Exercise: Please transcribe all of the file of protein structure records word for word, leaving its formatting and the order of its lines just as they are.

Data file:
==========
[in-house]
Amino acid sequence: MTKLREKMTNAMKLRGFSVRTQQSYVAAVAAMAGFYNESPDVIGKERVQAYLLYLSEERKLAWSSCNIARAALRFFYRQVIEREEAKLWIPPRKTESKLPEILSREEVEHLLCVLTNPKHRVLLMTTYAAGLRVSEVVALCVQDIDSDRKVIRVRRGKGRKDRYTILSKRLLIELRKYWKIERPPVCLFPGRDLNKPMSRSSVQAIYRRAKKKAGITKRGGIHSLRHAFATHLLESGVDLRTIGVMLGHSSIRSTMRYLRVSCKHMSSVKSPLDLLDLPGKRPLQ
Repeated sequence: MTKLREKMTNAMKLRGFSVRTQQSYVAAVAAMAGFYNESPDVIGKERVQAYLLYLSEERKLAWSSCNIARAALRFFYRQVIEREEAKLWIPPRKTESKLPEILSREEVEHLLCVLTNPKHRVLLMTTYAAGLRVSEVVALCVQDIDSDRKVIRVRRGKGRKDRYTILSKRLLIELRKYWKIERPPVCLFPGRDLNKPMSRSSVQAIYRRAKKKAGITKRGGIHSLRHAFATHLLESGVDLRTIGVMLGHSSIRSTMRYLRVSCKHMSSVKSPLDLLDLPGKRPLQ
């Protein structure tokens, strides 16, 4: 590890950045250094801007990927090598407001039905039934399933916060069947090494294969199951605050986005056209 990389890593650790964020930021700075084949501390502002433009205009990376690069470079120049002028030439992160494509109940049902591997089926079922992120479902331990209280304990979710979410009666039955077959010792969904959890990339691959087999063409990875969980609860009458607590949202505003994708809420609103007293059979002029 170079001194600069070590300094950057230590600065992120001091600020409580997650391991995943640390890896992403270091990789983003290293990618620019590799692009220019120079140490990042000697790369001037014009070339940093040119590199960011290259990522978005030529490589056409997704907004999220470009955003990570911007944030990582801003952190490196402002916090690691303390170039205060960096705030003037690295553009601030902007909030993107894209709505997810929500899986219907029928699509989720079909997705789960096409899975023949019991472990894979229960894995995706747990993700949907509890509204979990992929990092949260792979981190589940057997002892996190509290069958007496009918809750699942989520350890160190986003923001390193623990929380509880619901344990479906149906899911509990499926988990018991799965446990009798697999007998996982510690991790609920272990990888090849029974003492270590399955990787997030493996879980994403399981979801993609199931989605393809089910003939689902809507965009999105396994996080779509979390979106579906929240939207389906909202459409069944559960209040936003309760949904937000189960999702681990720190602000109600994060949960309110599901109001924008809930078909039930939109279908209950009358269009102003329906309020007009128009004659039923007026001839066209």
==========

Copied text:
[in-house]
Amino acid sequence: MTKLREKMTNAMKLRGFSVRTQQSYVAAVAAMAGFYNESPDVIGKERVQAYLLYLSEERKLAWSSCNIARAALRFFYRQVIEREEAKLWIPPRKTESKLPEILSREEVEHLLCVLTNPKHRVLLMTTYAAGLRVSEVVALCVQDIDSDRKVIRVRRGKGRKDRYTILSKRLLIELRKYWKIERPPVCLFPGRDLNKPMSRSSVQAIYRRAKKKAGITKRGGIHSLRHAFATHLLESGVDLRTIGVMLGHSSIRSTMRYLRVSCKHMSSVKSPLDLLDLPGKRPLQ
Repeated sequence: MTKLREKMTNAMKLRGFSVRTQQSYVAAVAAMAGFYNESPDVIGKERVQAYLLYLSEERKLAWSSCNIARAALRFFYRQVIEREEAKLWIPPRKTESKLPEILSREEVEHLLCVLTNPKHRVLLMTTYAAGLRVSEVVALCVQDIDSDRKVIRVRRGKGRKDRYTILSKRLLIELRKYWKIERPPVCLFPGRDLNKPMSRSSVQAIYRRAKKKAGITKRGGIHSLRHAFATHLLESGVDLRTIGVMLGHSSIRSTMRYLRVSCKHMSSVKSPLDLLDLPGKRPLQ
């Protein structure tokens, strides 16, 4: 590890950045250094801007990927090598407001039905039934399933916060069947090494294969199951605050986005056209 990389890593650790964020930021700075084949501390502002433009205009990376690069470079120049002028030439992160494509109940049902591997089926079922992120479902331990209280304990979710979410009666039955077959010792969904959890990339691959087999063409990875969980609860009458607590949202505003994708809420609103007293059979002029 170079001194600069070590300094950057230590600065992120001091600020409580997650391991995943640390890896992403270091990789983003290293990618620019590799692009220019120079140490990042000697790369001037014009070339940093040119590199960011290259990522978005030529490589056409997704907004999220470009955003990570911007944030990582801003952190490196402002916090690691303390170039205060960096705030003037690295553009601030902007909030993107894209709505997810929500899986219907029928699509989720079909997705789960096409899975023949019991472990894979229960894995995706747990993700949907509890509204979990992929990092949260792979981190589940057997002892996190509290069958007496009918809750699942989520350890160190986003923001390193623990929380509880619901344990479906149906899911509990499926988990018991799965446990009798697999007998996982510690991790609920272990990888090849029974003492270590399955990787997030493996879980994403399981979801993609199931989605393809089910003939689902809507965009999105396994996080779509979390979106579906929240939207389906909202459409069944559960209040936003309760949904937000189960999702681990720190602000109600994060949960309110599901109001924008809930078909039930939109279908209950009358269009102003329906309020007009128009004659039923007026001839066209």